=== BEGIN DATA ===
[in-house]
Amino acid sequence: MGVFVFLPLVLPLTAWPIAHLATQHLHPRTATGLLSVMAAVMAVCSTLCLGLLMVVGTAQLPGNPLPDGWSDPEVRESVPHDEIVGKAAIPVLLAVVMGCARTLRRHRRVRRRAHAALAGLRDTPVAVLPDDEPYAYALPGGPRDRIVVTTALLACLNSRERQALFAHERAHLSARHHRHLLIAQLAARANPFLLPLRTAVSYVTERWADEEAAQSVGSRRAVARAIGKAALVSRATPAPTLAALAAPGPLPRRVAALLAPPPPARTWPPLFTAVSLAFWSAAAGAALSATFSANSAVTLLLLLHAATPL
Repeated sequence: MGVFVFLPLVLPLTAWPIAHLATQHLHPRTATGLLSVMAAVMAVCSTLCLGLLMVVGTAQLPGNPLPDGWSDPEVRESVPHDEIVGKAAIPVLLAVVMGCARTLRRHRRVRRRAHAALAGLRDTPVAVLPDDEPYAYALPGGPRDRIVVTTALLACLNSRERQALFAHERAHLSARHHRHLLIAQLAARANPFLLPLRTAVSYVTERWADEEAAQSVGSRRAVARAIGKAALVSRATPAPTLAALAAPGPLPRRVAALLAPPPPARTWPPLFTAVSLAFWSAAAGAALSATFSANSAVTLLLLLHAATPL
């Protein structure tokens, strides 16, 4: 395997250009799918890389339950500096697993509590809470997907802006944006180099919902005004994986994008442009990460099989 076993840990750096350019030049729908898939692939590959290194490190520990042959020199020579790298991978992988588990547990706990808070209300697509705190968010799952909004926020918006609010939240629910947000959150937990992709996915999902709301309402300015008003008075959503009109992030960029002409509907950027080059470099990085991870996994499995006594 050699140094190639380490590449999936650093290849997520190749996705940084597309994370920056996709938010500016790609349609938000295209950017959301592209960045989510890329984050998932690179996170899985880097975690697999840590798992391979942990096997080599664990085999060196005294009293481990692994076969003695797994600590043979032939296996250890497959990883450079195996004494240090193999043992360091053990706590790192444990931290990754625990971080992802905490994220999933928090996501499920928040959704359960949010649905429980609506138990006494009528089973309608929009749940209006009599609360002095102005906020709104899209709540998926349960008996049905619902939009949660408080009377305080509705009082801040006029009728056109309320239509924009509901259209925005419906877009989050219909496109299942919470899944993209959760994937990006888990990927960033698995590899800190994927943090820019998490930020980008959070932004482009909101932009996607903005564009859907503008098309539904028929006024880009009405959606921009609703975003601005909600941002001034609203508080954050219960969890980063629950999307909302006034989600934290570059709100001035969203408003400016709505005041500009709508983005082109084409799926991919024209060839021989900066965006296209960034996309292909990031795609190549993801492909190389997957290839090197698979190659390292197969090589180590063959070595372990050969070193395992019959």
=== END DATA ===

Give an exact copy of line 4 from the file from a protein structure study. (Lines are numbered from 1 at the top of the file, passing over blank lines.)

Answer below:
């Protein structure tokens, strides 16, 4: 395997250009799918890389339950500096697993509590809470997907802006944006180099919902005004994986994008442009990460099989 076993840990750096350019030049729908898939692939590959290194490190520990042959020199020579790298991978992988588990547990706990808070209300697509705190968010799952909004926020918006609010939240629910947000959150937990992709996915999902709301309402300015008003008075959503009109992030960029002409509907950027080059470099990085991870996994499995006594 050699140094190639380490590449999936650093290849997520190749996705940084597309994370920056996709938010500016790609349609938000295209950017959301592209960045989510890329984050998932690179996170899985880097975690697999840590798992391979942990096997080599664990085999060196005294009293481990692994076969003695797994600590043979032939296996250890497959990883450079195996004494240090193999043992360091053990706590790192444990931290990754625990971080992802905490994220999933928090996501499920928040959704359960949010649905429980609506138990006494009528089973309608929009749940209006009599609360002095102005906020709104899209709540998926349960008996049905619902939009949660408080009377305080509705009082801040006029009728056109309320239509924009509901259209925005419906877009989050219909496109299942919470899944993209959760994937990006888990990927960033698995590899800190994927943090820019998490930020980008959070932004482009909101932009996607903005564009859907503008098309539904028929006024880009009405959606921009609703975003601005909600941002001034609203508080954050219960969890980063629950999307909302006034989600934290570059709100001035969203408003400016709505005041500009709508983005082109084409799926991919024209060839021989900066965006296209960034996309292909990031795609190549993801492909190389997957290839090197698979190659390292197969090589180590063959070595372990050969070193395992019959």